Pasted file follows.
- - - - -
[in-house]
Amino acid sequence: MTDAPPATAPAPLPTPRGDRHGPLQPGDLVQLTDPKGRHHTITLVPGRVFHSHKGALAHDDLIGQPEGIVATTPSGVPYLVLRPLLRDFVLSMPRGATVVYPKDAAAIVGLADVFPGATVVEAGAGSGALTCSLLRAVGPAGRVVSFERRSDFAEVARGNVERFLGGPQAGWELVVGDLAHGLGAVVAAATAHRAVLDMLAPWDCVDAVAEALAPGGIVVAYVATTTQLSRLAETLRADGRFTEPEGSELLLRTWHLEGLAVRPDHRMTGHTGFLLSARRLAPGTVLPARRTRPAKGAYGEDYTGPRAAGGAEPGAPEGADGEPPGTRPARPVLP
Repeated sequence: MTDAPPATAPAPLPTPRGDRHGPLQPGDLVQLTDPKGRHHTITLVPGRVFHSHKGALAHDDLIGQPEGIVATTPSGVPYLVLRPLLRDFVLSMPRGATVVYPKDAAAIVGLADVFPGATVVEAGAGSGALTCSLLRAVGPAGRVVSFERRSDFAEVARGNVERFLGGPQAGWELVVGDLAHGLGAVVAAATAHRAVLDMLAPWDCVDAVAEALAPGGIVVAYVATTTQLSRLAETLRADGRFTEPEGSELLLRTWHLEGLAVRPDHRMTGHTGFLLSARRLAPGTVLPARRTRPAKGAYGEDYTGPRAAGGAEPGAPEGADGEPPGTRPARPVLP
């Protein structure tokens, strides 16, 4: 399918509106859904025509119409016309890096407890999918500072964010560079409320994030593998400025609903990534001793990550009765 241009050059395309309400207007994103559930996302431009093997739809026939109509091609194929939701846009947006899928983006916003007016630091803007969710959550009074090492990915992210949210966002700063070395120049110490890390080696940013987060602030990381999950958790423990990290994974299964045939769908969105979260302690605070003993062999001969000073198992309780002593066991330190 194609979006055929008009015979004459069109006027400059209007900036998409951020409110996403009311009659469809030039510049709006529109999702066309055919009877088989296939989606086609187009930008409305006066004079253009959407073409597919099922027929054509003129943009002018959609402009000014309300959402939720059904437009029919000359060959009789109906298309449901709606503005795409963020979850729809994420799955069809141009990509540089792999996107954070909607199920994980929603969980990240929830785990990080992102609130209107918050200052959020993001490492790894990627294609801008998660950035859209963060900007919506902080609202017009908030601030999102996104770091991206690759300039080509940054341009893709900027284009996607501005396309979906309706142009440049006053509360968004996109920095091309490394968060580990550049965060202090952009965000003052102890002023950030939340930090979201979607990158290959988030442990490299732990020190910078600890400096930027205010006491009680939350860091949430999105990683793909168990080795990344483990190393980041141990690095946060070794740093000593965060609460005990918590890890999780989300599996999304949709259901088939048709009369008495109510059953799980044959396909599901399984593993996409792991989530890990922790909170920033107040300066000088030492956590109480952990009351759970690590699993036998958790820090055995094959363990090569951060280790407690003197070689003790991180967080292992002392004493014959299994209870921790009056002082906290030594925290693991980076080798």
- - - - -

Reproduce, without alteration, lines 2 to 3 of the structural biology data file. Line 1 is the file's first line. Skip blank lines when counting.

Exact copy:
Amino acid sequence: MTDAPPATAPAPLPTPRGDRHGPLQPGDLVQLTDPKGRHHTITLVPGRVFHSHKGALAHDDLIGQPEGIVATTPSGVPYLVLRPLLRDFVLSMPRGATVVYPKDAAAIVGLADVFPGATVVEAGAGSGALTCSLLRAVGPAGRVVSFERRSDFAEVARGNVERFLGGPQAGWELVVGDLAHGLGAVVAAATAHRAVLDMLAPWDCVDAVAEALAPGGIVVAYVATTTQLSRLAETLRADGRFTEPEGSELLLRTWHLEGLAVRPDHRMTGHTGFLLSARRLAPGTVLPARRTRPAKGAYGEDYTGPRAAGGAEPGAPEGADGEPPGTRPARPVLP
Repeated sequence: MTDAPPATAPAPLPTPRGDRHGPLQPGDLVQLTDPKGRHHTITLVPGRVFHSHKGALAHDDLIGQPEGIVATTPSGVPYLVLRPLLRDFVLSMPRGATVVYPKDAAAIVGLADVFPGATVVEAGAGSGALTCSLLRAVGPAGRVVSFERRSDFAEVARGNVERFLGGPQAGWELVVGDLAHGLGAVVAAATAHRAVLDMLAPWDCVDAVAEALAPGGIVVAYVATTTQLSRLAETLRADGRFTEPEGSELLLRTWHLEGLAVRPDHRMTGHTGFLLSARRLAPGTVLPARRTRPAKGAYGEDYTGPRAAGGAEPGAPEGADGEPPGTRPARPVLP